Have you ever had a mentor speak hard words to you? Did you believe those hard words were meant for your benefit?
Sometimes Jesus spoke in ways that made the crowd stop following him, but the true disciples got the message. For example, in John 6, Jesus fed five thousand people by multiplying five barley loaves and two small fish. Soon after, he builds on this miracle saying, “…It is my Father who gives you the true bread from heaven … that… gives life to the world” (John 6:32-33).
The crowd asked for this bread, thinking it was a magical way to stave off hunger. Jesus explained that he offered so much more when he said, “I am the bread of life. Whoever comes to me will never go hungry, and whoever believes in me will never be thirsty” (John 6:35). This bread was not about them.
This bread is about himself, for he is the source of true fulfillment.
Speaking more graphically, he added, “Whoever eats my flesh and drinks my blood remains in me, and I in them” (John 6:56). That sounded repugnant, so “many of his disciples turned back and no longer followed him” (John 6:66). But not the Twelve. His close disciples understood that Jesus meant we need to take in all of him if we seek to remain, abide, dwell in him.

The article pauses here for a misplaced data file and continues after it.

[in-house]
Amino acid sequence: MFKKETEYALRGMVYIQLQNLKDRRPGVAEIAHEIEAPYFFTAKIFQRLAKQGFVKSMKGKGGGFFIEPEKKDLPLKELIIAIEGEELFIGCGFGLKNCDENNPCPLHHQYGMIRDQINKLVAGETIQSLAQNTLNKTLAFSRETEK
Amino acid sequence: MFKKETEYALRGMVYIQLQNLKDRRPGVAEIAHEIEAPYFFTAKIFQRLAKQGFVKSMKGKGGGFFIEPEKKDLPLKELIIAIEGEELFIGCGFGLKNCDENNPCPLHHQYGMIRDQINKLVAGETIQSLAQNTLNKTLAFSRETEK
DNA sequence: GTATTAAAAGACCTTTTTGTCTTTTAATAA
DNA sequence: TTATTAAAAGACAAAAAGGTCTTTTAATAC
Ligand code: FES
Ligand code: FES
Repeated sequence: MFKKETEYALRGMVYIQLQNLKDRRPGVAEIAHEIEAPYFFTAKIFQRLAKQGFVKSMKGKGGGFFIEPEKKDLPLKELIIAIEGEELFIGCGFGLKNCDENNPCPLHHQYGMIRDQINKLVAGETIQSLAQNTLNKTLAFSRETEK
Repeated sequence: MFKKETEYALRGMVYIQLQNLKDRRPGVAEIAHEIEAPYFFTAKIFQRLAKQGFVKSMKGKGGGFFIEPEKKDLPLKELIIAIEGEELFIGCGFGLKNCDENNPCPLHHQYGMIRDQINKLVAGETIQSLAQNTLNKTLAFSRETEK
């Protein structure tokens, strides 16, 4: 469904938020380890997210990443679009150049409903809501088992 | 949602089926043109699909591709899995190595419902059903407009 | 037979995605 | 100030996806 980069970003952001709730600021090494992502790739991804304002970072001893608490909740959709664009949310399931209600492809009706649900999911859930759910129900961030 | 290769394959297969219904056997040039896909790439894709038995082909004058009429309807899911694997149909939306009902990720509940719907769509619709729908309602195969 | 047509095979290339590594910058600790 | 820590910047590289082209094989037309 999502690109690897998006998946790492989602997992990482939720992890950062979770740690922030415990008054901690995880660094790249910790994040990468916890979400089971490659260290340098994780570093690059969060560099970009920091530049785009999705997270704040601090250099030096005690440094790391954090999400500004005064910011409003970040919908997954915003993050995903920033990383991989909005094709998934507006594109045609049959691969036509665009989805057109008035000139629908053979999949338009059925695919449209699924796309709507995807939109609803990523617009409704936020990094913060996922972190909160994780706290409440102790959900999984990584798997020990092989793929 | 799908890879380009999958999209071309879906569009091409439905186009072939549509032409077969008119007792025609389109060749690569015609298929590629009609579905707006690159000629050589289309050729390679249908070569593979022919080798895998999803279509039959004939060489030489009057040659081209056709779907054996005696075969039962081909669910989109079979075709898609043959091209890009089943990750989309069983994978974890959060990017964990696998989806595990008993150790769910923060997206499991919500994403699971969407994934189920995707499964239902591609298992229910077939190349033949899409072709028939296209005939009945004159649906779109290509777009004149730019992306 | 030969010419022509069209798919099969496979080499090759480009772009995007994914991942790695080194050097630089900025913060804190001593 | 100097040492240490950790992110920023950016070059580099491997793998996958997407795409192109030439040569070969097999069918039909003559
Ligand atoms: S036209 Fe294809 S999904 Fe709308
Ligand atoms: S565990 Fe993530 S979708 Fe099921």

When we are in close relationship with God, we understand his hard sayings, such as this one. In being the bread and wine for our souls, Jesus provides all we need.
Dear God, thank you for this story of Jesus that makes clear that if we want to abide in you, we do so by ingesting your truths, your love, your Spirit. Help us trust you when we hear you challenging us in ways that may seem uncomfortable, for you have our best interests in mind. Amen.
Go Deeper — Do you truly trust God to provide all you need to sustain yourself in this world — physically, emotionally, and spiritually? Why or why not?
Photo Credit: Kate Remmer